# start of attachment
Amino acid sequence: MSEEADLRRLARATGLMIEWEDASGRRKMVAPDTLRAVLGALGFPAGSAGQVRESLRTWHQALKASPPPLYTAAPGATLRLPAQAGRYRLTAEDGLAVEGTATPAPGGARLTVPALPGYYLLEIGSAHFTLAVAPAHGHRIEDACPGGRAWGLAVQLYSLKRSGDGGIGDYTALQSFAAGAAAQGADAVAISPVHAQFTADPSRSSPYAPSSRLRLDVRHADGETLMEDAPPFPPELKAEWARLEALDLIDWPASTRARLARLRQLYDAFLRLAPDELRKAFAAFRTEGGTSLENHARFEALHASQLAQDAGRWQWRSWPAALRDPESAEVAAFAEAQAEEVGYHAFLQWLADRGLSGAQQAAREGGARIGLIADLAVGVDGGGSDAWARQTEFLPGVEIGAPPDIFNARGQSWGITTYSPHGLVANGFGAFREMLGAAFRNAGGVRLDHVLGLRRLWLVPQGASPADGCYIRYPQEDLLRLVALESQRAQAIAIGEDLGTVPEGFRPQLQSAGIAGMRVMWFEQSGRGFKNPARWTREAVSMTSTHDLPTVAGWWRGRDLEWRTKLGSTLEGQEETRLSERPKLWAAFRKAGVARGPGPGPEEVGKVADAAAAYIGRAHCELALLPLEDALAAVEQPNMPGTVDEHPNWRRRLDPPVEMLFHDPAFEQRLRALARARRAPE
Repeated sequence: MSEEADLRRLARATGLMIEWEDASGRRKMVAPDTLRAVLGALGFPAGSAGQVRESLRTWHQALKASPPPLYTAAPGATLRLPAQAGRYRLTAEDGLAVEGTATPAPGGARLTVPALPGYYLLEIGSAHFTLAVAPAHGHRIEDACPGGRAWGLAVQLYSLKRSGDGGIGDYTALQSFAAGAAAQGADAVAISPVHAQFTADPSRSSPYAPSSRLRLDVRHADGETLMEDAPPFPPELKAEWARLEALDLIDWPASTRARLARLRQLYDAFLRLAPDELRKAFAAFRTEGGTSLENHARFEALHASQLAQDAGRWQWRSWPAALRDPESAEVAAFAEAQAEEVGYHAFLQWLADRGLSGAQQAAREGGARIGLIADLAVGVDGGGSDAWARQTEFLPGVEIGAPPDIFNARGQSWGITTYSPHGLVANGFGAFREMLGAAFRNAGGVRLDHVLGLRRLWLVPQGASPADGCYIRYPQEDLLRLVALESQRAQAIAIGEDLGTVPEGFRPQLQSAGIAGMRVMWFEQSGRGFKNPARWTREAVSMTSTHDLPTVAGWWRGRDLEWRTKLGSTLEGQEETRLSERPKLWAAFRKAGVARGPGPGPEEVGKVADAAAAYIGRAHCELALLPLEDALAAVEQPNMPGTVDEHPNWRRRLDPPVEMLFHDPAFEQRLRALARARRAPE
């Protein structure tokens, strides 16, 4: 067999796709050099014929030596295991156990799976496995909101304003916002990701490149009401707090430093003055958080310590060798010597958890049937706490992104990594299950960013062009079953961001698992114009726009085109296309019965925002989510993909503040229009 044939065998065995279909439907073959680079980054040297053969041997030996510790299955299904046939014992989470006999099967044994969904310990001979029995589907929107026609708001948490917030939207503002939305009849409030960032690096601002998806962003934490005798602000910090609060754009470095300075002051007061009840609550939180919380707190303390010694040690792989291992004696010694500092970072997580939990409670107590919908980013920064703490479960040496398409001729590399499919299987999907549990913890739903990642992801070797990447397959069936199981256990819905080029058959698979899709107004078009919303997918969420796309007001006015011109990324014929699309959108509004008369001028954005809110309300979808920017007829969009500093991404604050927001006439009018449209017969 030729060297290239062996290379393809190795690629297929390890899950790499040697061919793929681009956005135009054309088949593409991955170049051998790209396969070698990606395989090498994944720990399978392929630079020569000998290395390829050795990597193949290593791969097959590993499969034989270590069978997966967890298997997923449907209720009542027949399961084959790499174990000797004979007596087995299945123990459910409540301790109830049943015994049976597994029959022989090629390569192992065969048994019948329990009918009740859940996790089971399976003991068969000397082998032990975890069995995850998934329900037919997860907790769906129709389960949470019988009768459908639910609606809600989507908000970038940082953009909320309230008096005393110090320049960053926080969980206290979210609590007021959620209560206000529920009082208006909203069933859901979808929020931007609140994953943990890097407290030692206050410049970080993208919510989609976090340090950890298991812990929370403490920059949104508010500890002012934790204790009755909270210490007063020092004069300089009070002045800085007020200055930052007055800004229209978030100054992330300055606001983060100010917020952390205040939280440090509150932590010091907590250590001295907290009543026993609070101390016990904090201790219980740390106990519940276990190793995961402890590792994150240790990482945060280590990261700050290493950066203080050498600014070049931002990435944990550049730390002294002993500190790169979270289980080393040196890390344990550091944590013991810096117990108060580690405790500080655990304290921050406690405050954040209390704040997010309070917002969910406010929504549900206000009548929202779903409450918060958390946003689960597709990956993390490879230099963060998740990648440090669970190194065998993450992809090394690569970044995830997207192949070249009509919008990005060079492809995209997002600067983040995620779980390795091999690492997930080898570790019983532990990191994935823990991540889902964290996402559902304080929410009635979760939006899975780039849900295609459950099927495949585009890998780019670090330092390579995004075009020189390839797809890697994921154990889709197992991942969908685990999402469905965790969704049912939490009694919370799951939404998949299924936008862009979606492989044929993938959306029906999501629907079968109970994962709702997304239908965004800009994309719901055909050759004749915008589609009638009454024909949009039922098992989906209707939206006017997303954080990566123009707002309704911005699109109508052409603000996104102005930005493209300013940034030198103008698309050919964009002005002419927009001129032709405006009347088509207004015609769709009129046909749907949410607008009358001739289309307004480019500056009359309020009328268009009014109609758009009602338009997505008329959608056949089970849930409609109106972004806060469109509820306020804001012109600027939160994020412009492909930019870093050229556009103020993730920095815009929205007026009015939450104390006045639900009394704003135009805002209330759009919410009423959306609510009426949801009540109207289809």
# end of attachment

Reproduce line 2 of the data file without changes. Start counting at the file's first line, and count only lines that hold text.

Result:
Repeated sequence: MSEEADLRRLARATGLMIEWEDASGRRKMVAPDTLRAVLGALGFPAGSAGQVRESLRTWHQALKASPPPLYTAAPGATLRLPAQAGRYRLTAEDGLAVEGTATPAPGGARLTVPALPGYYLLEIGSAHFTLAVAPAHGHRIEDACPGGRAWGLAVQLYSLKRSGDGGIGDYTALQSFAAGAAAQGADAVAISPVHAQFTADPSRSSPYAPSSRLRLDVRHADGETLMEDAPPFPPELKAEWARLEALDLIDWPASTRARLARLRQLYDAFLRLAPDELRKAFAAFRTEGGTSLENHARFEALHASQLAQDAGRWQWRSWPAALRDPESAEVAAFAEAQAEEVGYHAFLQWLADRGLSGAQQAAREGGARIGLIADLAVGVDGGGSDAWARQTEFLPGVEIGAPPDIFNARGQSWGITTYSPHGLVANGFGAFREMLGAAFRNAGGVRLDHVLGLRRLWLVPQGASPADGCYIRYPQEDLLRLVALESQRAQAIAIGEDLGTVPEGFRPQLQSAGIAGMRVMWFEQSGRGFKNPARWTREAVSMTSTHDLPTVAGWWRGRDLEWRTKLGSTLEGQEETRLSERPKLWAAFRKAGVARGPGPGPEEVGKVADAAAAYIGRAHCELALLPLEDALAAVEQPNMPGTVDEHPNWRRRLDPPVEMLFHDPAFEQRLRALARARRAPE